Breaking Into the Music Industry 101: Marketing

In order to wrap your head around marketing concepts and how to create something that is genuine, contagious, and inexpensive (buying ads doesn’t mean you will be “buying” fans), I recommend that you pick up a few books:

All Marketers Are Liars by Seth Godin
The Guerilla Guide to the Music Business by Sarah Davis
The Tipping Point by Malcolm Gladwell

I also recommend that you subscribe to the following blogs.  Set up an RSS feed like Google Reader so you can easily check out new posts all in one place for:

It’s free advice that will help you take your career another step forward! These series will contain a few different posts because the topic is so vast and changing.

Let’s begin with the foundation: Marketing is not advertising.

Many people (including marketers) have this false notion that marketing is advertising. They believe that buying ads on television or in magazines is a real marketing program but it really isn’t. True, effective marketing is defined by these concepts:

1) It has a specific target audience/market
2) It is authentic
3) It is contagious (spreads on its own)

Notice that none of those things mentions how large of much money you have, how many commercials or ads you can buy, or anything else of that sort. True, a budget will help (more on that later) but you have to begin with the first three points: identifying your target (be as specific as possible), you have to create a genuine message that resounds with that target audience, and then allow your audience to spread your message for you.

Target Audience

I was having lunch with the Director of Marketing for PepsiCo (he used to run marketing for ABC as well) when I was learning these concepts and he asked me what the target audience for my band was. I replied “Mostly younger people, like 15-35 year olds who like music.” I was way off base on what the concept even meant! These days, I can say that my primary target audience for the band is an 18 year old girl who likes to go to anime conventions, buy music, and is into Asian culture.

You cater your “brand” to your specific audience and their enthusiasm spreads into other markets naturally. It doesn’t mean that you say “our music is for 34 1/2 year olds who drive a Prius” but the way you market to their interests is what creates the contagious factor.  So figure out who your most enthusiastic fans are, what they are interested in about your music, and what else excites them. Then find ways to connect with those fans at that level, that world view, and with those interests.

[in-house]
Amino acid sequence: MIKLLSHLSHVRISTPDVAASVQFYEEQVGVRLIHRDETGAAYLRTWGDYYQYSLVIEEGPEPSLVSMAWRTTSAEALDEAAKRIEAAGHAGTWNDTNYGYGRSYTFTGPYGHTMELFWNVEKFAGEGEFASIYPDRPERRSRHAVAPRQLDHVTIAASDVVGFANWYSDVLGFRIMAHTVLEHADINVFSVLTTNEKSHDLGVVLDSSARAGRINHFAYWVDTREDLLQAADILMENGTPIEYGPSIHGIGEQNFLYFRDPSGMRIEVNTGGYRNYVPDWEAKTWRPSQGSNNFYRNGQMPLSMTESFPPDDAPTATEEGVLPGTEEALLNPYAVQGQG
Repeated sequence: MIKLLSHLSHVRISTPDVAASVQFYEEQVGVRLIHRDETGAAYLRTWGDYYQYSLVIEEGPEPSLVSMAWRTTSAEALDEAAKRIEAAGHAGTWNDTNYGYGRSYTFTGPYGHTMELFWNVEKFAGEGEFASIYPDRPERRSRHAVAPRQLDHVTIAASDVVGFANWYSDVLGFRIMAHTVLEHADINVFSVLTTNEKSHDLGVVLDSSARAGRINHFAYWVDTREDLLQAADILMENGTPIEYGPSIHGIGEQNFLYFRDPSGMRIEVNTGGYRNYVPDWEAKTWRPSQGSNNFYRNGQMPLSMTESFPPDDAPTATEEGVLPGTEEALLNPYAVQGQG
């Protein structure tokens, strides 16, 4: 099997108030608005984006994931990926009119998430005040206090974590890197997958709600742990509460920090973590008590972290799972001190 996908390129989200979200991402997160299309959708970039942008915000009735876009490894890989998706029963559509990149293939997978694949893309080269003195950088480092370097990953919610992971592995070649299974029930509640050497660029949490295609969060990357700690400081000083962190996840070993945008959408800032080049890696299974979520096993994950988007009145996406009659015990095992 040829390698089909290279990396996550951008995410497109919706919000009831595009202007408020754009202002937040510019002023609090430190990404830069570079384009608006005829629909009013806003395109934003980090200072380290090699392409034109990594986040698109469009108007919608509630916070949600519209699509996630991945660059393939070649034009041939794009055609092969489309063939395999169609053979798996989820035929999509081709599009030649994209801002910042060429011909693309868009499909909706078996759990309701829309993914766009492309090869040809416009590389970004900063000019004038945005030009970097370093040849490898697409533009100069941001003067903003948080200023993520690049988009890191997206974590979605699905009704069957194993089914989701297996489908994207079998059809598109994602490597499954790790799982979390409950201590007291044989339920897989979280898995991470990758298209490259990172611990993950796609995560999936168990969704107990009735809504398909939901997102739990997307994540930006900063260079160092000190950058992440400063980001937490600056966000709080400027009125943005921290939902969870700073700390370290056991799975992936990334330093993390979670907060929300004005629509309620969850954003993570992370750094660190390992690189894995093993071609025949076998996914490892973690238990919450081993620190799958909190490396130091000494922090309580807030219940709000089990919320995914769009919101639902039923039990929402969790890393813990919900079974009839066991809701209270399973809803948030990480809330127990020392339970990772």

When I say “brand,” I mean the way you market yourself. Be specific. I get calls from bands all the time that when asked to describe their music, they say “Oh, we won’t sound like anyone else” or “We have a little bit of everything.” You know what that means? No fans to appeal to. Be as specific as possible and break it down into two sentences or less like “We are horror pop: a cross between Lady Gaga and The Misfits” or “We sound like The Beatles playing heavy metal.” The more defined you are, the more easily you will be able to connect with your defined target audience.

Be Authentic/Be Contagious

Being authentic means being true to your own brand and having a message that can spread organically. When fans get disappointed over an artist because they’ve “sold out,” it doesn’t matter what the band did or did not do: the fans now feel the authenticity of the artist is in question. If you are authentic and real with your fans, they take it more to heart and are more eager to share your message (your music) with others that they know.

You can know all of the social media marketing tricks in the book, but if fans don’t feel you are genuine, the ideas won’t spread. Facebook, Twitter, Myspace are all just tools but they aren’t the determining factors of your success. This is why advertising doesn’t necessarily mean true marketing. If you pick up your weekly paper to see who is playing in town, you’ll mentally skip over all of the ads splashed on the pages and go directly to the calendar listing to find what you’re looking for. Most people will not stop to look at the ad or pay attention to the radio commercial unless there is something there that strikes them: a band they already care about is releasing a new album, there is a message in the commercial that resounds with their world view.

This is also why I recommend to hire a publicist so much: getting a small, positive review in a magazine that your target audience reads is worth more than paying hundreds of dollars in ads in the same space. The first one adds a touch of authenticity, the second is scanned and forgotten about.

In future articles, we’ll talk about what it means to have a USP (Unique Selling Proposition), basics that will allow your message to spread more, and how to gain new fans. But what specific ideas are you wondering about or areas you’re struggling with? Email me at and I’ll see if I can help you.

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